My buddy Adam Yates has been kind enough to join me again to do a tandem article, with this week’s game being one that I personally have a lot of experience with in the form of The Legend of Zelda: A Link to the Past for the Super Nintendo. This was Nintendo’s fourth gen escapade that built on the success of the two Zelda games for the Nintendo Entertainment System. Like most Zelda games, A Link to the Past is both unique and familiar in its own right, a theme the series has always played with over the years.
Drafting in Adam for this one makes a lot of sense for me as he’s a much bigger Zelda aficionado than I am, so there’s a good chance he will have a more nuanced view in certain ways than I would, especially when it comes to comparing A Link to the Past to its elder and younger siblings. I certainly had fun teaming up with him last time, and I’m sure I’ll have as good a time on this occasion also!
Memories of the Series
Mike: A Link to the Past is one of the two Zelda games that I’ve actually invested some proper time into (the other being its spiritual successor, Link’s Awakening), so I have strong, nostalgic memories of it, as you would imagine. I remember the game had been out for quite a while when I got it in (I want to say) 1994 for my birthday. It was certainly one of the earliest games I had for my Super Nintendo, along with Super Mario All-Stars and Donkey Kong Country, and as a result. it will always be the game I judge every other Zelda game against, be that fair or not. To me it is THE Zelda game just because of how it was there during the real formative years of my passion for video games.
If you’ve ever played a Zelda game before, then the general premise of A Link to the Past shouldn’t be too difficult for you to get your noggin around. Ganon, Zelda, Hyrule, the Master Sword, it’s all here, and the game wastes no time throwing you right into the mix by having your playable character wake up in the middle of the night after Zelda comes to him in a dream asking for a quick rescuing. You can choose to name your character whatever you want, and you can pretend all you want that you never gave him a deliberately odd name solely to amuse yourself, but we all know you’re lying!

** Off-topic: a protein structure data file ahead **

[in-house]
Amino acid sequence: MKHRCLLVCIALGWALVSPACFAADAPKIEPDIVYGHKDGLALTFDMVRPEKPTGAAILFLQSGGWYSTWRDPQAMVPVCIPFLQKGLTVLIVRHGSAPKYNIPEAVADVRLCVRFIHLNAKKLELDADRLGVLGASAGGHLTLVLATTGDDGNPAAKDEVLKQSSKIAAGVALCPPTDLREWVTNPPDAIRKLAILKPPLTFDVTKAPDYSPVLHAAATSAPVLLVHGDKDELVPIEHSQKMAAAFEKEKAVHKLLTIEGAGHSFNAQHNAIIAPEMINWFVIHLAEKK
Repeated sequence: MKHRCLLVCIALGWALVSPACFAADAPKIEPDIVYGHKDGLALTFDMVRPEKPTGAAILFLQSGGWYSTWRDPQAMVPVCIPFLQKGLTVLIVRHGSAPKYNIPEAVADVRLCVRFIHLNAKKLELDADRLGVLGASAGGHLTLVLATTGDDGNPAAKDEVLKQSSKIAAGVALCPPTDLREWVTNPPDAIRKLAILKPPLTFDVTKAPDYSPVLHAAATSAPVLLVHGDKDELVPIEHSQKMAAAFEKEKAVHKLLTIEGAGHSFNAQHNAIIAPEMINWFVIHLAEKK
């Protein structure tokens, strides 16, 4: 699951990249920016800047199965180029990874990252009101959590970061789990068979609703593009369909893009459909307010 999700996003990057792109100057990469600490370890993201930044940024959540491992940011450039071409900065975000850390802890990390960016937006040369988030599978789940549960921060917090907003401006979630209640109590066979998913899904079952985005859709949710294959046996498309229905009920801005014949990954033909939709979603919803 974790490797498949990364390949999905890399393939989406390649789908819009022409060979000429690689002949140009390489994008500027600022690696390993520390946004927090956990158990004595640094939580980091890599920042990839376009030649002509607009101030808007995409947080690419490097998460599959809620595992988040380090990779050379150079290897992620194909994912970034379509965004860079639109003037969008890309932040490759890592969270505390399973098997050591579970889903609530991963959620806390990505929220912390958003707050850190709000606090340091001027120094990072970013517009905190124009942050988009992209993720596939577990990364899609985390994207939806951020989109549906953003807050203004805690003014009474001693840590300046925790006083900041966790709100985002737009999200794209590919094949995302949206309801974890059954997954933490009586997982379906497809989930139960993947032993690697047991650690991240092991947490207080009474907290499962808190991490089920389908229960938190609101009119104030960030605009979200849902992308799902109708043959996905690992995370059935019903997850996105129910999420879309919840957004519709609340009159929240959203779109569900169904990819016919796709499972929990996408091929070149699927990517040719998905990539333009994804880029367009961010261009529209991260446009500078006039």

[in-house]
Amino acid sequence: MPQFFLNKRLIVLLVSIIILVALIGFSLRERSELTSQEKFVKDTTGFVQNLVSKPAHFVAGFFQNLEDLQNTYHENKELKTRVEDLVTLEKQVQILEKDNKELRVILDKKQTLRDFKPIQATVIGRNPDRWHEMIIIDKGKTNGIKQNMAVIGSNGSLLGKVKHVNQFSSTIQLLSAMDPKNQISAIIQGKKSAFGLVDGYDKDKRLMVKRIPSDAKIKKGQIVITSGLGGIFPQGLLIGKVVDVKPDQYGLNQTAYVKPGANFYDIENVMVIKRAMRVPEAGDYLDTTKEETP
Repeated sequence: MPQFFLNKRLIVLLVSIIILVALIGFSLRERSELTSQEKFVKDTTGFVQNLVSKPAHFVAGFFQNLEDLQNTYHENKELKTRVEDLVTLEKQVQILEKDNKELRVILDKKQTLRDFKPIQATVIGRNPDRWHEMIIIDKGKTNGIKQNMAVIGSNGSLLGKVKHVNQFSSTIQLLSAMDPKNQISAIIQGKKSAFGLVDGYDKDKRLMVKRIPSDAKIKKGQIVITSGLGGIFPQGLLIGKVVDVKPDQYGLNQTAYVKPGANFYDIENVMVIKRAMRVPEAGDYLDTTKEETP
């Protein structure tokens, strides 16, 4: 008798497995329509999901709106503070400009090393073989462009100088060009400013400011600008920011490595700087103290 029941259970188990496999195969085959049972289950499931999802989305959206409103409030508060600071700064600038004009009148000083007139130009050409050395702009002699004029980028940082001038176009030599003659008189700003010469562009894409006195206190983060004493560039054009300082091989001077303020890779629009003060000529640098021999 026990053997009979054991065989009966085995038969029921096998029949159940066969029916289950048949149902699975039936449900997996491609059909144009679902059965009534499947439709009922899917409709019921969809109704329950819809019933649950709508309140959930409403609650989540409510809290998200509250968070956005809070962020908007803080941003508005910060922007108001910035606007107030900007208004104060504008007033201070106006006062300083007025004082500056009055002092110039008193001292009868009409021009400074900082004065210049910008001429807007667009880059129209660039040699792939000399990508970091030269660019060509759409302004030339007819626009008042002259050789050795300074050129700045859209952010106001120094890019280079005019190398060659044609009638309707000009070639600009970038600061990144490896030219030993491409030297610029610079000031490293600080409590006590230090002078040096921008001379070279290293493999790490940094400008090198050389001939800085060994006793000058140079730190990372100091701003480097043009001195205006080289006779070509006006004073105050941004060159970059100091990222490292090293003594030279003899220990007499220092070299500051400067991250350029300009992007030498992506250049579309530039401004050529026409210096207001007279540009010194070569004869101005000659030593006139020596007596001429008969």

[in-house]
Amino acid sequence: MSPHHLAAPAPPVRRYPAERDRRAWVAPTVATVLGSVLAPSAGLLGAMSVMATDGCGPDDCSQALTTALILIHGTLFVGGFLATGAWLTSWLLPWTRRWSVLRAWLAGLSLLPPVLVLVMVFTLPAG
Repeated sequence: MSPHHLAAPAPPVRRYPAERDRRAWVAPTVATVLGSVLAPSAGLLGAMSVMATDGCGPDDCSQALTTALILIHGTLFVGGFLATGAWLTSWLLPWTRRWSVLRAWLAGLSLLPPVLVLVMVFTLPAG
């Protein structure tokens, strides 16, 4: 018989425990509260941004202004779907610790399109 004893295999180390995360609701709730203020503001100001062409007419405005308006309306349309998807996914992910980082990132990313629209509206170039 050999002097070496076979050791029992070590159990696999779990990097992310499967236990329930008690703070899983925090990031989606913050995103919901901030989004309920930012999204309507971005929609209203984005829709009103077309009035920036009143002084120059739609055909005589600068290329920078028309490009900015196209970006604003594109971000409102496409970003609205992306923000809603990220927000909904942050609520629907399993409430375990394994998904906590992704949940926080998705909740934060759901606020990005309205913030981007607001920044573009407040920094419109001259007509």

Adam: I’ve always enjoyed the Zelda games, with my introduction to the series being in the late 90s on the Nintendo 64 with the Ocarina of Time and Majora’s Mask games, which to this day remain two of my all-time favourite video games. I’d never owned a Nintendo console prior to getting the N64 as the first video game consoles I had were both from SEGA, so I wasn’t able to play A Link to the Past until many years after its initial release when I finally acquired the game recently as an adult.
Adam: After my first hour or so of playing A Link to the Past, the gameplay already felt very familiar to the N64 games that I know and love. Although the graphics of this game are a more old school 2D style compared to the later, more powerful consoles released after the SNES, this doesn’t detract from the game at all. Within no time I was slashing enemies with my sword, opening treasure chests and solving puzzles whilst navigating my way through the game’s many dungeons on Link’s quest to save Hyrule from the evil Ganon.
Some of the puzzles in the game can be quite a challenge and really get you thinking. As you progress through your journey, Link will acquire several items, including magical powers and weapons to aid him in his quest. Many of these are mandatory to progress through the game, and I often found myself returning to a dungeon I’d already defeated looking for a certain item I may have missed along the way.
So far I’ve put many hours into the game, and I have barely scratched the surface. Considering the time the game was made and the capabilities of the consoles of that era, the developers of this game really have created a masterpiece that keeps on giving. It’s the type of game where hours pass by and you can’t put down the controller because the story keeps you invested, and you want to know what’s going to happen next.